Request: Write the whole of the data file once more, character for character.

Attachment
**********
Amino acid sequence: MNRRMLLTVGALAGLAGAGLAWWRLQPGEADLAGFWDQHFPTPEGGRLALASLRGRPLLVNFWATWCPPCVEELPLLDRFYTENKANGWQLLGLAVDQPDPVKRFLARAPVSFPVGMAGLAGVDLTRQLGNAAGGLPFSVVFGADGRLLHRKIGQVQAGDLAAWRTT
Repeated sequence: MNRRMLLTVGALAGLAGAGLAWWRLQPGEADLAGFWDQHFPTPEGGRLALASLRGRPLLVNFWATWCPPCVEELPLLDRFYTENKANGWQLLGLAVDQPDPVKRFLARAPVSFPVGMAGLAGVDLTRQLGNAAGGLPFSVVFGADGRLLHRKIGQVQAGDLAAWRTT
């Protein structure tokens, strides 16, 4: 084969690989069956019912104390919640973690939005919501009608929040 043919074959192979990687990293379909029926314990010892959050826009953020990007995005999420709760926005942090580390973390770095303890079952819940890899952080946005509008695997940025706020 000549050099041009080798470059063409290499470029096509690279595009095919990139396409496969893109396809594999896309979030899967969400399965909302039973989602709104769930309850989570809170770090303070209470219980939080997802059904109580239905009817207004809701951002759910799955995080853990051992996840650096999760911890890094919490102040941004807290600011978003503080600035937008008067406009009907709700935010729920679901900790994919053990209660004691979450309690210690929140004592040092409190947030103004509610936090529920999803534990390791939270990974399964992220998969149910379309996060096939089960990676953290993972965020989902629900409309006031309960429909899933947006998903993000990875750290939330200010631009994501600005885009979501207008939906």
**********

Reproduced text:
Amino acid sequence: MNRRMLLTVGALAGLAGAGLAWWRLQPGEADLAGFWDQHFPTPEGGRLALASLRGRPLLVNFWATWCPPCVEELPLLDRFYTENKANGWQLLGLAVDQPDPVKRFLARAPVSFPVGMAGLAGVDLTRQLGNAAGGLPFSVVFGADGRLLHRKIGQVQAGDLAAWRTT
Repeated sequence: MNRRMLLTVGALAGLAGAGLAWWRLQPGEADLAGFWDQHFPTPEGGRLALASLRGRPLLVNFWATWCPPCVEELPLLDRFYTENKANGWQLLGLAVDQPDPVKRFLARAPVSFPVGMAGLAGVDLTRQLGNAAGGLPFSVVFGADGRLLHRKIGQVQAGDLAAWRTT
């Protein structure tokens, strides 16, 4: 084969690989069956019912104390919640973690939005919501009608929040 043919074959192979990687990293379909029926314990010892959050826009953020990007995005999420709760926005942090580390973390770095303890079952819940890899952080946005509008695997940025706020 000549050099041009080798470059063409290499470029096509690279595009095919990139396409496969893109396809594999896309979030899967969400399965909302039973989602709104769930309850989570809170770090303070209470219980939080997802059904109580239905009817207004809701951002759910799955995080853990051992996840650096999760911890890094919490102040941004807290600011978003503080600035937008008067406009009907709700935010729920679901900790994919053990209660004691979450309690210690929140004592040092409190947030103004509610936090529920999803534990390791939270990974399964992220998969149910379309996060096939089960990676953290993972965020989902629900409309006031309960429909899933947006998903993000990875750290939330200010631009994501600005885009979501207008939906």